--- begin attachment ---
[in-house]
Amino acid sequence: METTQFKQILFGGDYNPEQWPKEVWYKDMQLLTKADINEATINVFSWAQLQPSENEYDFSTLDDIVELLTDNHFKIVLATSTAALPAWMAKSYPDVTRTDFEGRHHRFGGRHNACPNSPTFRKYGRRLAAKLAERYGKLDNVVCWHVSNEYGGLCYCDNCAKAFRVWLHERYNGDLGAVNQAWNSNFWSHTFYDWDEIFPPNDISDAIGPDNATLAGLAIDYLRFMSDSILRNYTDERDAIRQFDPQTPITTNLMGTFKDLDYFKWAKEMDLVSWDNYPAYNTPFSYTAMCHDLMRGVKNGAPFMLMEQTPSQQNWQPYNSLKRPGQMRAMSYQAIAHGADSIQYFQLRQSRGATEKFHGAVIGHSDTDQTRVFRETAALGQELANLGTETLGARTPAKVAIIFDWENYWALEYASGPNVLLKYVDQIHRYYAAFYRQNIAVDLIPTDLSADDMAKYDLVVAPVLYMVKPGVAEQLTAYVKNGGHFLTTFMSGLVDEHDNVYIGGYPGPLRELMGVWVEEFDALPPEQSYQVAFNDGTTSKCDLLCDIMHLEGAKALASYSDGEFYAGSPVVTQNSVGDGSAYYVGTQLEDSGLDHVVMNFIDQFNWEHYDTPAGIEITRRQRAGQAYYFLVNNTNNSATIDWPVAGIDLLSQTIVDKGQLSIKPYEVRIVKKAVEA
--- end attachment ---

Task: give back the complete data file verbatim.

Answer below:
[in-house]
Amino acid sequence: METTQFKQILFGGDYNPEQWPKEVWYKDMQLLTKADINEATINVFSWAQLQPSENEYDFSTLDDIVELLTDNHFKIVLATSTAALPAWMAKSYPDVTRTDFEGRHHRFGGRHNACPNSPTFRKYGRRLAAKLAERYGKLDNVVCWHVSNEYGGLCYCDNCAKAFRVWLHERYNGDLGAVNQAWNSNFWSHTFYDWDEIFPPNDISDAIGPDNATLAGLAIDYLRFMSDSILRNYTDERDAIRQFDPQTPITTNLMGTFKDLDYFKWAKEMDLVSWDNYPAYNTPFSYTAMCHDLMRGVKNGAPFMLMEQTPSQQNWQPYNSLKRPGQMRAMSYQAIAHGADSIQYFQLRQSRGATEKFHGAVIGHSDTDQTRVFRETAALGQELANLGTETLGARTPAKVAIIFDWENYWALEYASGPNVLLKYVDQIHRYYAAFYRQNIAVDLIPTDLSADDMAKYDLVVAPVLYMVKPGVAEQLTAYVKNGGHFLTTFMSGLVDEHDNVYIGGYPGPLRELMGVWVEEFDALPPEQSYQVAFNDGTTSKCDLLCDIMHLEGAKALASYSDGEFYAGSPVVTQNSVGDGSAYYVGTQLEDSGLDHVVMNFIDQFNWEHYDTPAGIEITRRQRAGQAYYFLVNNTNNSATIDWPVAGIDLLSQTIVDKGQLSIKPYEVRIVKKAVEA